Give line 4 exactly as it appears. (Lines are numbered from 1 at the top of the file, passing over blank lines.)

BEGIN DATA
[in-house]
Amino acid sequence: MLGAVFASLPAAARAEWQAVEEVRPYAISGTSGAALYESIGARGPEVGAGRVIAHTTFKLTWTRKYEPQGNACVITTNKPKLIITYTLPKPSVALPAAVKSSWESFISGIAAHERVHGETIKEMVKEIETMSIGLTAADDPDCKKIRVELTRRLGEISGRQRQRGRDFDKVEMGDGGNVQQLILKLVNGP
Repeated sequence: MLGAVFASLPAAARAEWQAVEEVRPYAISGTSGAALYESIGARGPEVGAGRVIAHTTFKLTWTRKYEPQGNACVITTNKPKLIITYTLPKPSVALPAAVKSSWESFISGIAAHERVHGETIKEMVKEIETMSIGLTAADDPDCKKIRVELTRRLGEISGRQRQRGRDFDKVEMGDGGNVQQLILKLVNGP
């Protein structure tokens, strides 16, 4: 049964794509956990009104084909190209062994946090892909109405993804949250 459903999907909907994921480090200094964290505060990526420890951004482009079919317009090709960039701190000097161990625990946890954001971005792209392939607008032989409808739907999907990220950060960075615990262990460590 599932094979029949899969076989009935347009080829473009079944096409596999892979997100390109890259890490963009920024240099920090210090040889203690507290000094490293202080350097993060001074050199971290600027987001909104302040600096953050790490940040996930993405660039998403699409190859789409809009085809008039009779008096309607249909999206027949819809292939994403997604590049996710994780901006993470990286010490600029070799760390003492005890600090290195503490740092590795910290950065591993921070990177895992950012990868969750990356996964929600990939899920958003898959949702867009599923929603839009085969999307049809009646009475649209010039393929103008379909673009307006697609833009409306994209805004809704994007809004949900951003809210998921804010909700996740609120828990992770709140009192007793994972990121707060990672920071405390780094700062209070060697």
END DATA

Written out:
């Protein structure tokens, strides 16, 4: 049964794509956990009104084909190209062994946090892909109405993804949250 459903999907909907994921480090200094964290505060990526420890951004482009079919317009090709960039701190000097161990625990946890954001971005792209392939607008032989409808739907999907990220950060960075615990262990460590 599932094979029949899969076989009935347009080829473009079944096409596999892979997100390109890259890490963009920024240099920090210090040889203690507290000094490293202080350097993060001074050199971290600027987001909104302040600096953050790490940040996930993405660039998403699409190859789409809009085809008039009779008096309607249909999206027949819809292939994403997604590049996710994780901006993470990286010490600029070799760390003492005890600090290195503490740092590795910290950065591993921070990177895992950012990868969750990356996964929600990939899920958003898959949702867009599923929603839009085969999307049809009646009475649209010039393929103008379909673009307006697609833009409306994209805004809704994007809004949900951003809210998921804010909700996740609120828990992770709140009192007793994972990121707060990672920071405390780094700062209070060697």